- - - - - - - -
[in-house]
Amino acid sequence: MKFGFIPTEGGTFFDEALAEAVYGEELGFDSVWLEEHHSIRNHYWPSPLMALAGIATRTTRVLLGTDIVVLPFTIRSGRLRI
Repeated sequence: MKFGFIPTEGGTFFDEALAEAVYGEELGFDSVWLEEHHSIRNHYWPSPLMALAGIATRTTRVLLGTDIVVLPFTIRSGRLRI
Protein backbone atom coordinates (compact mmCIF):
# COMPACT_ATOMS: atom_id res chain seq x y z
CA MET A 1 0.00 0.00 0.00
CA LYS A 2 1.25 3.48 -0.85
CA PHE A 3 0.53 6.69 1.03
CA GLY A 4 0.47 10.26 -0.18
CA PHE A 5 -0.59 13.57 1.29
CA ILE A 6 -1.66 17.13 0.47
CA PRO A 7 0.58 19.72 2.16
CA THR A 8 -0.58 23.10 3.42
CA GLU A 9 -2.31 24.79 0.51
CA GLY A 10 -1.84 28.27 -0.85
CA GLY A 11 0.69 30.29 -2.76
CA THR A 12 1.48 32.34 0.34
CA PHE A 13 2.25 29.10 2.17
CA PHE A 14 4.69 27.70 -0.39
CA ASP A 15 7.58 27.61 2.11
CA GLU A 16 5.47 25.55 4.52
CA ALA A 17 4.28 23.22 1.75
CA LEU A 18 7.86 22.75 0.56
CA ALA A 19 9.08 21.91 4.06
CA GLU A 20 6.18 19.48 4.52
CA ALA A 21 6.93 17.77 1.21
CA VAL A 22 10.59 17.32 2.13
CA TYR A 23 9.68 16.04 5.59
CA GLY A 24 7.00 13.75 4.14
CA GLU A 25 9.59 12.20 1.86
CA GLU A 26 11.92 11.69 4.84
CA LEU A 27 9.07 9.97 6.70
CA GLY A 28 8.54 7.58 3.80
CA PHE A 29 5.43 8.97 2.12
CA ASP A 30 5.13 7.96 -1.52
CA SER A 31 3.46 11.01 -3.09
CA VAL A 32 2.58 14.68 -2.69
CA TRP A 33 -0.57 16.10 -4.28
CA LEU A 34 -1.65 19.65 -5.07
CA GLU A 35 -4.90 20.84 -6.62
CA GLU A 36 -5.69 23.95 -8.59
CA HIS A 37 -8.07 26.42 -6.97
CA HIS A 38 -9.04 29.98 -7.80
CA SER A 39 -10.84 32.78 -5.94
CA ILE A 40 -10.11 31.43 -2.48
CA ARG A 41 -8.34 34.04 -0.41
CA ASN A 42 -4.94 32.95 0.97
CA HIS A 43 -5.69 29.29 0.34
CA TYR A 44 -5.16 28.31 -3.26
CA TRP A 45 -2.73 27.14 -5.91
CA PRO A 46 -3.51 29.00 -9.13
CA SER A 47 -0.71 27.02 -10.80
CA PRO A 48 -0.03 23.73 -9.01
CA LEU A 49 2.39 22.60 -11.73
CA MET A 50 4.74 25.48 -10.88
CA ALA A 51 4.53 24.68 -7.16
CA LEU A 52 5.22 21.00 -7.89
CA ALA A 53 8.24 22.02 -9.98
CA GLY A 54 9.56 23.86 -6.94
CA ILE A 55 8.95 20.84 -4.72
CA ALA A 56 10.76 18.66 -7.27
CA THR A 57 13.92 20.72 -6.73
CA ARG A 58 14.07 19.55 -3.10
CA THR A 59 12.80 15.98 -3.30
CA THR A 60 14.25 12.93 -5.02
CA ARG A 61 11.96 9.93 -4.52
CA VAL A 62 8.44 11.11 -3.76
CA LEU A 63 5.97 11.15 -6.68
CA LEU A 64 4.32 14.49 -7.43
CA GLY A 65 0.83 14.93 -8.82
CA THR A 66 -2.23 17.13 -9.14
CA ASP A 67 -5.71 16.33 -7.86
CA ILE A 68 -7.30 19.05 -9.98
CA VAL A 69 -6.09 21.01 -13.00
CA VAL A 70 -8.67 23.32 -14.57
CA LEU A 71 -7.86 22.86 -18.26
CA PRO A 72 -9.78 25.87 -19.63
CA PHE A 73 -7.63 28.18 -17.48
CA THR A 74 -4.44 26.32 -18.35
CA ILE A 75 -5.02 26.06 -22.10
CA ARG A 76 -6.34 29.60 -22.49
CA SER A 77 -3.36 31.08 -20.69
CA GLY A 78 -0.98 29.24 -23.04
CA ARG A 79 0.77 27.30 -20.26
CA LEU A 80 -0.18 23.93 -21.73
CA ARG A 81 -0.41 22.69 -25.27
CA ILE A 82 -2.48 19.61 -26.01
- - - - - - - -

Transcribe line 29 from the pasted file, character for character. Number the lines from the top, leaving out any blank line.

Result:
CA GLY A 24 7.00 13.75 4.14